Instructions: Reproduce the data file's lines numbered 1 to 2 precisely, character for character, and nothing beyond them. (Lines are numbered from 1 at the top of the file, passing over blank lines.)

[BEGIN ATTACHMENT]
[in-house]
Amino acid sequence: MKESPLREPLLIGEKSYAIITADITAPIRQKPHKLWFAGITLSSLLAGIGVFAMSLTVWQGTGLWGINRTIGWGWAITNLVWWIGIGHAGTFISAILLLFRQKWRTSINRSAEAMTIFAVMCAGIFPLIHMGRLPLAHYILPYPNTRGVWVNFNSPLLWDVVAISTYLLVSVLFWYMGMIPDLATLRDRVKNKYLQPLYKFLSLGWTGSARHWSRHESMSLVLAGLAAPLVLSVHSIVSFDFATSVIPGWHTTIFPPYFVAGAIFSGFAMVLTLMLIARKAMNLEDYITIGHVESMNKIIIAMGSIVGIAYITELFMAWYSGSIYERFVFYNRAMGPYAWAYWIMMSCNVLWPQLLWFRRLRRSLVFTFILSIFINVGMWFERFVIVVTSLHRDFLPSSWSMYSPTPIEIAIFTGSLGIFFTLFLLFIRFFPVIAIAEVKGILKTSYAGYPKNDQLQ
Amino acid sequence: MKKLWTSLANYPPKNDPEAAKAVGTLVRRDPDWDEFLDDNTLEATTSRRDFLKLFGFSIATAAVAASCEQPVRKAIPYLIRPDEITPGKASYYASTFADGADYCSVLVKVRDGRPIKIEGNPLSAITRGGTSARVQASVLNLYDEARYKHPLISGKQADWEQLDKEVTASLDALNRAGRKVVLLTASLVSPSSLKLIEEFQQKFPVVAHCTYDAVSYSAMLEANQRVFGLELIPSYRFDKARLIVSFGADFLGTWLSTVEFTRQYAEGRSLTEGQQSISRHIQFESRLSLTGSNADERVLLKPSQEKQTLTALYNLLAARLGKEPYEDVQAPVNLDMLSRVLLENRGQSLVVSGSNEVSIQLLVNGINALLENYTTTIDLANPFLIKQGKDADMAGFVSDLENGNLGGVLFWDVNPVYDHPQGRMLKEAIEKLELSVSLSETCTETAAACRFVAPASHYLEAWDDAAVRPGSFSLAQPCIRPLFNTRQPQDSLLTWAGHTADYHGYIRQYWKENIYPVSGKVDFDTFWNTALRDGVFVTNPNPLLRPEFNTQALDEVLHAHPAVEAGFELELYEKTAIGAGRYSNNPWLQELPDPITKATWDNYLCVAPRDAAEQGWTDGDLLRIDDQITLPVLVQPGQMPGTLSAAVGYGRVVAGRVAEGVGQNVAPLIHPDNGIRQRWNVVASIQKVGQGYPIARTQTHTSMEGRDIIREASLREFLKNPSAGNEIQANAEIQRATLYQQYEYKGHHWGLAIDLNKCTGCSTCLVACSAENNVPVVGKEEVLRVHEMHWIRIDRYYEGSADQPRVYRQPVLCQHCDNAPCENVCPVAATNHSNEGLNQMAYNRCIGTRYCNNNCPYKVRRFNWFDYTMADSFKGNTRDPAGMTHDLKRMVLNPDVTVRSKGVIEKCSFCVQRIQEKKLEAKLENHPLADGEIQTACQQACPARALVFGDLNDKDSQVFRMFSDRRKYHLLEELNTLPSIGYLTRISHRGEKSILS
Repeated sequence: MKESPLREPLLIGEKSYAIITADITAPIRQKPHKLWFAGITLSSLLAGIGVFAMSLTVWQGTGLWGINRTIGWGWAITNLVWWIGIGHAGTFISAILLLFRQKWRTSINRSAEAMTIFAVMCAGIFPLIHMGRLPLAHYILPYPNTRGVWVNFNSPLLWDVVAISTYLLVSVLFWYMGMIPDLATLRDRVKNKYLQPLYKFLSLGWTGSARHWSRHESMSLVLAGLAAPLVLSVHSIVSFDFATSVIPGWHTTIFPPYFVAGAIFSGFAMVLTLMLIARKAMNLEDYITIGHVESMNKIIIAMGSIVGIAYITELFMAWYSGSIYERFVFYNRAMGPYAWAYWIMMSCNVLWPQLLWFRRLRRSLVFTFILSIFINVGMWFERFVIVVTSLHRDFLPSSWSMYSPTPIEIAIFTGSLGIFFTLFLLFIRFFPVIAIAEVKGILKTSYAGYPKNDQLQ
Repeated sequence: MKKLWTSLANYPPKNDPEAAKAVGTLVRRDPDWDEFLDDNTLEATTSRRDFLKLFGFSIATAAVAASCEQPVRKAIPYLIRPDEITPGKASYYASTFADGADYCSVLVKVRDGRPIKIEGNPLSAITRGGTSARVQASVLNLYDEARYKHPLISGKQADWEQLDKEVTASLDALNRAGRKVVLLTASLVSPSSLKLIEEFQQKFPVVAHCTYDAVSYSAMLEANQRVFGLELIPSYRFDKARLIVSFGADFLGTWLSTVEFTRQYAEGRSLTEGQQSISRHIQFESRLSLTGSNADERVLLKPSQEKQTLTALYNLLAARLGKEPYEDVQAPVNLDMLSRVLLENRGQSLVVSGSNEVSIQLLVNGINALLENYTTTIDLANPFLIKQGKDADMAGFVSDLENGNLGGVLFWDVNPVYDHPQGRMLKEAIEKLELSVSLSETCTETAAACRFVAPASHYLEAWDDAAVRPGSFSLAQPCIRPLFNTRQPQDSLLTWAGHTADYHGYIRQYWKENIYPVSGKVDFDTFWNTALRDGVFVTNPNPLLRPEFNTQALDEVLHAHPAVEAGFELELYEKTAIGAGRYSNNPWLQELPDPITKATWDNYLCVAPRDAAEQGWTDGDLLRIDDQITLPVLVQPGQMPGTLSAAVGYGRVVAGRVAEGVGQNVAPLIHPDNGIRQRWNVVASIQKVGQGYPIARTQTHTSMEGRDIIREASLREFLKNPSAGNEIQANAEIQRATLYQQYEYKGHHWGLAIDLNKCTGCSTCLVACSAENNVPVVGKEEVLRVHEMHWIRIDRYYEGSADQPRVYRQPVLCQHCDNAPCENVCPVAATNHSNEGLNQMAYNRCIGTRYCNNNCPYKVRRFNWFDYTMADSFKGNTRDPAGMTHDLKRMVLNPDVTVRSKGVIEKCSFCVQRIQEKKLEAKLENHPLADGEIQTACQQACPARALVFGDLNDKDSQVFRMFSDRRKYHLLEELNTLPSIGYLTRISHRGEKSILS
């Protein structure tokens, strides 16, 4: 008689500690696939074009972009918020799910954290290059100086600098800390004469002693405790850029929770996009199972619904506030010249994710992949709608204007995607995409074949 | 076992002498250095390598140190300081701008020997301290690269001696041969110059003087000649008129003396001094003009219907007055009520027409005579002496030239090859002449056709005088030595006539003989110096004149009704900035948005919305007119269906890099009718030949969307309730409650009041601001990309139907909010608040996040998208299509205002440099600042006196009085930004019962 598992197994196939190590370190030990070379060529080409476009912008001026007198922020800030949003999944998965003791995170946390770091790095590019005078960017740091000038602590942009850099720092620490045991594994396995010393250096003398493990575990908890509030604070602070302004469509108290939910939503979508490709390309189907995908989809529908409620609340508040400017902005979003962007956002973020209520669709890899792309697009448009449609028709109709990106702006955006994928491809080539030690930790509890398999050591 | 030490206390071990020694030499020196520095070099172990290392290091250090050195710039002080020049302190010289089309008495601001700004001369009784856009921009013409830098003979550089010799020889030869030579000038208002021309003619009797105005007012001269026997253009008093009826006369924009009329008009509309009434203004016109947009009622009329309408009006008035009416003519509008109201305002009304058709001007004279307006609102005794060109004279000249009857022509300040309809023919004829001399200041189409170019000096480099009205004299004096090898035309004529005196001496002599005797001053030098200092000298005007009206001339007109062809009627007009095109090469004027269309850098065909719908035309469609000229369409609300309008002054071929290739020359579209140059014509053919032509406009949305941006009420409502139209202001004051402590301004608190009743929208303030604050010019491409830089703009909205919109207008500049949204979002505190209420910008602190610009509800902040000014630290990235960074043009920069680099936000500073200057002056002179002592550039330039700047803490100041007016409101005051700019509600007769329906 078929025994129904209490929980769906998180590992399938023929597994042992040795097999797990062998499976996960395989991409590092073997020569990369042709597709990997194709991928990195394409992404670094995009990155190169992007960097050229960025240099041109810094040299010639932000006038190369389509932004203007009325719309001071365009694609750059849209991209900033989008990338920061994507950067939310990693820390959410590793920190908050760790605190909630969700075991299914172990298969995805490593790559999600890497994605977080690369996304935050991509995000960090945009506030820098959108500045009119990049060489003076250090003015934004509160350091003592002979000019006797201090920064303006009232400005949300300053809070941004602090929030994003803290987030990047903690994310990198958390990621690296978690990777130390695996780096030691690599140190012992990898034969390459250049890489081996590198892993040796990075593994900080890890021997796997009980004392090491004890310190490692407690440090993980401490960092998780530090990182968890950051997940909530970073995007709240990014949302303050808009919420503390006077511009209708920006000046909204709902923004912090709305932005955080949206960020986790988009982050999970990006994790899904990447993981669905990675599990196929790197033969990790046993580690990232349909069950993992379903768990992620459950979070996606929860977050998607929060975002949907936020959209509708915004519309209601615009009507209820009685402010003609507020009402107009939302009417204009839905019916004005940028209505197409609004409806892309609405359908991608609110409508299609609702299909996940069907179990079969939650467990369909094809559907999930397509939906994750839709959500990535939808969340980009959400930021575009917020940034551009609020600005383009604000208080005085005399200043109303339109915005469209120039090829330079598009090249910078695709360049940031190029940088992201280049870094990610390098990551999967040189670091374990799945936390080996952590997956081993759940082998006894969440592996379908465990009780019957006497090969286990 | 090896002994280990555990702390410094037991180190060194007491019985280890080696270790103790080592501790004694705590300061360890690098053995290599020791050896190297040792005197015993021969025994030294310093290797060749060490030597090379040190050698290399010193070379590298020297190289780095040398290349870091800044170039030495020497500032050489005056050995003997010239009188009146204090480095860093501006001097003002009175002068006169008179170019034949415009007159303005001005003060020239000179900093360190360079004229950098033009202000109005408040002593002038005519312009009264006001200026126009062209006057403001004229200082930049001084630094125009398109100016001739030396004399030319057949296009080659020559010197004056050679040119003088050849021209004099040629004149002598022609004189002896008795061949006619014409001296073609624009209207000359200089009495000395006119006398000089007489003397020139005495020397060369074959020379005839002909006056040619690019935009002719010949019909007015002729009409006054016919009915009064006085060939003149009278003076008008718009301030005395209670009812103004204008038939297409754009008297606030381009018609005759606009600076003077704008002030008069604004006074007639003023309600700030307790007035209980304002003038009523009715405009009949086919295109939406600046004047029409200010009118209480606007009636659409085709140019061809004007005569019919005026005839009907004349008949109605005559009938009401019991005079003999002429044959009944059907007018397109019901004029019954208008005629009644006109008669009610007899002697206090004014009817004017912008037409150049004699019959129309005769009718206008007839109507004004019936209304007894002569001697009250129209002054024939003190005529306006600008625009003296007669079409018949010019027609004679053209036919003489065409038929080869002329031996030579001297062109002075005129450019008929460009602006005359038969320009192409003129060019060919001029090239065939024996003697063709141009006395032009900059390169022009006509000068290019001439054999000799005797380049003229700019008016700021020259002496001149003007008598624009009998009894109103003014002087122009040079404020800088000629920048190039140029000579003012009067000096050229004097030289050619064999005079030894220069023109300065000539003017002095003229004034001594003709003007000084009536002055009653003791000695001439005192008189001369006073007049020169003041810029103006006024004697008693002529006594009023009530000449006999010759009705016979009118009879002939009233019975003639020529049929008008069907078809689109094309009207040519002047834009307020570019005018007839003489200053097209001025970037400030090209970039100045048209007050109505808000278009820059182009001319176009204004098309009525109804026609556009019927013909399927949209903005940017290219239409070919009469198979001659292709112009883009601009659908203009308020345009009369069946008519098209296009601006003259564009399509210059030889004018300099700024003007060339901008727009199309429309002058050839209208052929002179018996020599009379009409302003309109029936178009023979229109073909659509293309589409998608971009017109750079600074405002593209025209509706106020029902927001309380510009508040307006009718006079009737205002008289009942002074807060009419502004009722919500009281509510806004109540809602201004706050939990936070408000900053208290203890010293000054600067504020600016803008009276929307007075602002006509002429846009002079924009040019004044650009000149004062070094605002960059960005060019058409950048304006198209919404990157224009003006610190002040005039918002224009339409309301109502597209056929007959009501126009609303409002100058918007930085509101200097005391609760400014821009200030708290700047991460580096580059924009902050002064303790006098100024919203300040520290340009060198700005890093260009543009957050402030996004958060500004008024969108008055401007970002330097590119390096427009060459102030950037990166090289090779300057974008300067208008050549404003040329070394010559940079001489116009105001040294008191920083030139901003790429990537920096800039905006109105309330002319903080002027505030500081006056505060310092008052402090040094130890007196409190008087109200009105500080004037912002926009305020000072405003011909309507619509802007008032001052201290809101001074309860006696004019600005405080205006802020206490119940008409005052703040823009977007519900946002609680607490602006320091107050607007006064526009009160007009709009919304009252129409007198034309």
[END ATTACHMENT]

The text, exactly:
[in-house]
Amino acid sequence: MKESPLREPLLIGEKSYAIITADITAPIRQKPHKLWFAGITLSSLLAGIGVFAMSLTVWQGTGLWGINRTIGWGWAITNLVWWIGIGHAGTFISAILLLFRQKWRTSINRSAEAMTIFAVMCAGIFPLIHMGRLPLAHYILPYPNTRGVWVNFNSPLLWDVVAISTYLLVSVLFWYMGMIPDLATLRDRVKNKYLQPLYKFLSLGWTGSARHWSRHESMSLVLAGLAAPLVLSVHSIVSFDFATSVIPGWHTTIFPPYFVAGAIFSGFAMVLTLMLIARKAMNLEDYITIGHVESMNKIIIAMGSIVGIAYITELFMAWYSGSIYERFVFYNRAMGPYAWAYWIMMSCNVLWPQLLWFRRLRRSLVFTFILSIFINVGMWFERFVIVVTSLHRDFLPSSWSMYSPTPIEIAIFTGSLGIFFTLFLLFIRFFPVIAIAEVKGILKTSYAGYPKNDQLQ